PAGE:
One of the Largest exercises in NATO history since the end of the Cold War will kick off on the 12th of June. The exercise aims to train and expand the rapid deployment capability and the integration of the participating forces under a NATO Article 5 scenario. More than 10,000 soldiers and 250 aircraft will be involved in this exercise, most of which will be provided by the US Air National Guard. In the weeks leading up, around 100 aircraft from 42 US states made their way across the Atlantic Ocean. The Key operation locations during the exercise are Jagel, Hohn, Wunstorf, and Lechfeld, as well as Spangdahlem, Volkel (NL), and Čáslav (CZ).
In addition to the United States, Belgium, Bulgaria, Denmark, Estonia, Finland, France, Greece, Italy, Japan, Croatia, Latvia, Lithuania, Netherlands, Norway, Poland, Romania, Sweden, Slovenia, Spain, Czech Republic, Turkey, and Hungary also take part to participate in the exercise. A large part of the approximately 250 participating aircraft maneuvers will take place in one of three large exercise air spaces north, south, and east. Furthermore, missions will take place to the Baltic States in the east and Romania in the south.
Lechfeld Air Base also plays a vital role during the exercise. As one of the Air Force's southernmost air bases, it will be the temporary home of around 340 participants, as well as 6 A-10Cs from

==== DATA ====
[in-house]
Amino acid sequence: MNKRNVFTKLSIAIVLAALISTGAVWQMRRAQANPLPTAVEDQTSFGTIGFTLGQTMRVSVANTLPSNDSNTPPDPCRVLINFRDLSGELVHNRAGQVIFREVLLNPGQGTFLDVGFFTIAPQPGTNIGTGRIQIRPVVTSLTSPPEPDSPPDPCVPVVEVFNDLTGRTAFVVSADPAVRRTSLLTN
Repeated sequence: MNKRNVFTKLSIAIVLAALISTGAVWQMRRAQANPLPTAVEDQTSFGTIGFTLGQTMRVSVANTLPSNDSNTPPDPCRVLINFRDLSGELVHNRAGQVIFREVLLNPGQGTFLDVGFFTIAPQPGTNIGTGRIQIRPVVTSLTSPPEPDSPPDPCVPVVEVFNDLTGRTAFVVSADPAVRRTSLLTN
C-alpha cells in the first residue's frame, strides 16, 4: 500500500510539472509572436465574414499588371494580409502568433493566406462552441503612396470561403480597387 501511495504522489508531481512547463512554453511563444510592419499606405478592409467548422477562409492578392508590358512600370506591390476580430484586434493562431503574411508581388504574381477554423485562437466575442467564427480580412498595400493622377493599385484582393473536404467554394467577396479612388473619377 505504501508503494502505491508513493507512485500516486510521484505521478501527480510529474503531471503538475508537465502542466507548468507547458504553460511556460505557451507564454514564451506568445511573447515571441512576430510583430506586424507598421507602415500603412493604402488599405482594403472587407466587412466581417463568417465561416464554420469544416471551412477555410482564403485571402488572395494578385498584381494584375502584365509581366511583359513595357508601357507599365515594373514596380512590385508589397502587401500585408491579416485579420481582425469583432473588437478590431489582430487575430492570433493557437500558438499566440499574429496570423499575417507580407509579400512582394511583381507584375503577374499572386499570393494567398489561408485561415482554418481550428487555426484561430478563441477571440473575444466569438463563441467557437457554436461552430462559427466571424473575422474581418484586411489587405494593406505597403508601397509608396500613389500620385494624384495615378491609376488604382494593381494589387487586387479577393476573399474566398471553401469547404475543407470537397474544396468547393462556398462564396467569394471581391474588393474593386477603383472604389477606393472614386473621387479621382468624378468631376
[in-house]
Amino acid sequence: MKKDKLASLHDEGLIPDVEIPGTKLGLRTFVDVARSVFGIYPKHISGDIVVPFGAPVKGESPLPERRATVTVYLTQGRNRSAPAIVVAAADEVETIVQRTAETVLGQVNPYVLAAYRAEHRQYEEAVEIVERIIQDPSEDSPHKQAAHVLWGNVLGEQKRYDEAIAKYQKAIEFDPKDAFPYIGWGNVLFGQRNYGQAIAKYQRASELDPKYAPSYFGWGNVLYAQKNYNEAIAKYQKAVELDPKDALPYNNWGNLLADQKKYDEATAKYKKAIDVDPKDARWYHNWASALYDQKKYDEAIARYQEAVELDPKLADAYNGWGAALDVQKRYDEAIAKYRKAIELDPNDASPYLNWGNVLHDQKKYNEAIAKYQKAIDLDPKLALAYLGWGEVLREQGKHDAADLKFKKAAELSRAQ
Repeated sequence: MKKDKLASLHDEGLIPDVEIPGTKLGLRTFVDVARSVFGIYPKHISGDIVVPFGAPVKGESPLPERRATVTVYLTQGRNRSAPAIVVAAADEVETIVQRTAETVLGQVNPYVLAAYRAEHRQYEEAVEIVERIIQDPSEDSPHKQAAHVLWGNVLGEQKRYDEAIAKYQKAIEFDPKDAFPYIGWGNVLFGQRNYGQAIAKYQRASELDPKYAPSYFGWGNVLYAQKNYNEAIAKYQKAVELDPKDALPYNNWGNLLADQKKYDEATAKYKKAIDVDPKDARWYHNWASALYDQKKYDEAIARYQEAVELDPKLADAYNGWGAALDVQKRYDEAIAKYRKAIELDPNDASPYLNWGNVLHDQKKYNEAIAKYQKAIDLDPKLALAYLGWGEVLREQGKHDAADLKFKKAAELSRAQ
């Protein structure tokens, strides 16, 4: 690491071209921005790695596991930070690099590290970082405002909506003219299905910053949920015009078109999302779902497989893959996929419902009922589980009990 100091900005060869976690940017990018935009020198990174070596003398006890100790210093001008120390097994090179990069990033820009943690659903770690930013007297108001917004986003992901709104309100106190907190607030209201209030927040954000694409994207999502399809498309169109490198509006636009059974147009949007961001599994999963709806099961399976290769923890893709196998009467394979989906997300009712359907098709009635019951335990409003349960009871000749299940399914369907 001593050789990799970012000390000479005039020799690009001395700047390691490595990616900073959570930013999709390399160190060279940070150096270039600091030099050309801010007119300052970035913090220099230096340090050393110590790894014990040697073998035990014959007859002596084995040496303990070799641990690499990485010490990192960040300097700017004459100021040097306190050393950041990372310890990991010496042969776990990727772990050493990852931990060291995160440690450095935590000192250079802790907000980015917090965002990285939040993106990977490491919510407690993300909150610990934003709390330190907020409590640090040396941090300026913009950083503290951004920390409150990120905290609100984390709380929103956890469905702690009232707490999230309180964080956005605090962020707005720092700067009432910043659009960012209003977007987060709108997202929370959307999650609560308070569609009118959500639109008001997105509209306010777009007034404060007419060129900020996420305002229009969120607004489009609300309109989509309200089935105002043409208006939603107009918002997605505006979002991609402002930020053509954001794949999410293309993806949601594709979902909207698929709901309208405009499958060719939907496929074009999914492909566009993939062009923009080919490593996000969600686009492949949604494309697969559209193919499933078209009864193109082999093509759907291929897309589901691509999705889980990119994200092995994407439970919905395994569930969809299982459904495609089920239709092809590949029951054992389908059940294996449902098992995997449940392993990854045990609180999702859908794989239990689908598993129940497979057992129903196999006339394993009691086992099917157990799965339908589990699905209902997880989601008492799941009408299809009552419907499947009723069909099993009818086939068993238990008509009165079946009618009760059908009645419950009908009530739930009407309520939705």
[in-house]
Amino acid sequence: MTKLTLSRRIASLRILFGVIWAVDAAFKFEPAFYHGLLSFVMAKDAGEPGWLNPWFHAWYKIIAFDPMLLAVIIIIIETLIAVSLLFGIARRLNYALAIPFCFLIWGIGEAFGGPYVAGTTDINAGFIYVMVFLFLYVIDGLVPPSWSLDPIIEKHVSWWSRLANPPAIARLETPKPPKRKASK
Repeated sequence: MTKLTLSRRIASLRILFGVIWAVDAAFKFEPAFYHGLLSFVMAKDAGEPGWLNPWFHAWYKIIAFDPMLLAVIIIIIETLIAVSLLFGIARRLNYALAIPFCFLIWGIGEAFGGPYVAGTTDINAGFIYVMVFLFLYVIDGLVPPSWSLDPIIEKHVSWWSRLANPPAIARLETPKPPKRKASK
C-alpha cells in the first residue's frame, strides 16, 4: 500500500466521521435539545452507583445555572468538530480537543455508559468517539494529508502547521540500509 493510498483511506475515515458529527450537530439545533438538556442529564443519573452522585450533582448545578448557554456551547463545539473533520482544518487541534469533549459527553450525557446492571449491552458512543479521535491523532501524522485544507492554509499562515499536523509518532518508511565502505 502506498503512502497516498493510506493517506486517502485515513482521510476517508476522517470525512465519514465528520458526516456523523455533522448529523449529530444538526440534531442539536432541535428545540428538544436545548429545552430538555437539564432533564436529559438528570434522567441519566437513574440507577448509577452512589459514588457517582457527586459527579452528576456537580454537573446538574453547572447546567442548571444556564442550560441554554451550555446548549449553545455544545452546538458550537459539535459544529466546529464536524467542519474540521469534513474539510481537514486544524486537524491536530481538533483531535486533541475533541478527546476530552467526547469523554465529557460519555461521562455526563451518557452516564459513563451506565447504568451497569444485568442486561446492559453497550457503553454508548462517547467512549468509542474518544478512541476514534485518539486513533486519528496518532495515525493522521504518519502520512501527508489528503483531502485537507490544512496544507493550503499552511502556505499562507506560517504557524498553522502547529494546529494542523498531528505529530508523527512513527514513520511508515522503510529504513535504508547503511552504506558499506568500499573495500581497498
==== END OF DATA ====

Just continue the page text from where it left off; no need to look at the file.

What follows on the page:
the Idaho Air National Guard's 124th Fighter Wing and 3 F-16Cs from the Hellenic Air Force's 347 Mira. Two weeks ahead of the exercise, the first transport planes arrived with personnel and
material. A large part of the logistics of this exercise runs via Wunstorf, where several Transport Aircraft from participating nations are deployed as part of the exercise.
With stops in Canada and Great Britain, the A-10s also reached their destination in Lechfeld, Bavaria, the week before the exercise and were duly received by the Neuburg Eurofighters. The Greek Air Force also arrived with three F-16Cs and brought the C-130 747, freshly painted to mark the 70th anniversary of the 356th Transport Squadron, as support aircraft.
Text: Robin Manhart
Photos: Robin Manhart
Videos: Martin Bender